A look back at the Great Blizzard of March, 1891

  • March can bring a whole host of weather-types. Photo: David Davies/PA Archive/Press Association Images

    Synoptic chart for midnight on March 10th 1891. A deepening depression, bringing heavy, persistent snow and widespread gales, drifted east across the south of Britain and through the English Channel. Source: www.wetterzentrale.de

  • A look back at the Great Blizzard of March, 1891
    07.03.2015 11:17


    The month of March is often full of meteorological surprises in the UK. As winter comes to a close and the doors of spring are flung open, all manner of weather types can affect the country. Despite some warmth in places this weekend, there have been times in past Marches when we have seen quite the opposite.

    One notable example occurred in March 1891 when a significant cold and snowy spell affected parts of the UK.

    After a fairly settled start to March in southern Britain back in 1891, cold air began to sink south across the country in a developing north or north-easterly flow. It was from the 9th of March when the weather really turned. A series of developing Atlantic depressions moved eastwards, close to or across southern Britain. These low pressure systems brought large amounts of precipitation, much of which fell as snow, thanks to the below-average temperatures residing across the country. Strong winds accompanied the snow, leading to blizzard conditions and some enormous drifts.

    Snow began to fall during the afternoon of the 9th across Devon and Cornwall, which turned heavier and steadier through the second half of the day. The depression became rather slow-moving as it deepened further in to the night of the 9th and on in to the following day. Much of southern England and the English Channel experienced gale or severe gale force easterly winds with continuous heavy snow. According to reports, the weather toppled thousands of trees, wiping out large areas of woodland. Come the 11th of March, the complex low pressure system had eased away in to the near-continent. A transient ridge of high pressure allowed for something more settled to move in for a time, bringing a little sunshine for a while. However, this was the calm before the next storm. Another Atlantic low pushed its way in from the west, bringing a fresh wave of gales and heavy snow to south-western England during the night of the 11th, in to the 12th. Thankfully, the low took more of a south-easterly track compared to the preceding depression, drifting in to Brest, north-western France rather than across the English Channel and southern England as before.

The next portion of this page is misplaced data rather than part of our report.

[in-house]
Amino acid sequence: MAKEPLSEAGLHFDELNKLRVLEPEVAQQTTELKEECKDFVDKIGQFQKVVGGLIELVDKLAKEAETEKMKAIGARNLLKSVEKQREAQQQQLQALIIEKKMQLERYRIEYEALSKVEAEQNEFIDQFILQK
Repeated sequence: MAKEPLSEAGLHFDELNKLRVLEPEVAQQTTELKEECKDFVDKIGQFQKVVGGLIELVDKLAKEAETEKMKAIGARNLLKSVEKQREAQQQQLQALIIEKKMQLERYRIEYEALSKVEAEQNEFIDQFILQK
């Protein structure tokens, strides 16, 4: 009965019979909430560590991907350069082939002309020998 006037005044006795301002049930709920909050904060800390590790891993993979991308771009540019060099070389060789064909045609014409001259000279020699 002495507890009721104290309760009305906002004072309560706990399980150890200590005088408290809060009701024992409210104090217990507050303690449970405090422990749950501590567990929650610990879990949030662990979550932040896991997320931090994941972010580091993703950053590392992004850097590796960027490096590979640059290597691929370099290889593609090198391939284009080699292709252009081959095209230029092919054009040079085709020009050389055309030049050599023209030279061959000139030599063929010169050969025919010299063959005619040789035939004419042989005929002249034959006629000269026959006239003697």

By the 14th March, the strong winds had abated and a thaw of the snow began. Reports from the time spoke of up to 4 feet of snow in parts of the south-west and the deep ravine, Tavy Cleave by Dartmoor, had apparently filled with snow to depths of 300 feet as snow was driven in by the gales.

    The Great Blizzard, as it is often referred to, claimed the lives of over 200 people and thousands of farm animals also perished. Many people were trapped for days in the snow. Reports say that up to ten trains vanished under the drifts, trapping passengers for days before being rescued. The gales also led to the sinking of dozens of ships in the English Channel.

    Despite the thawing of snow after the event, it was not until June that the last of the snow disappeared from parts of Dartmoor.


    By: Gareth Harvey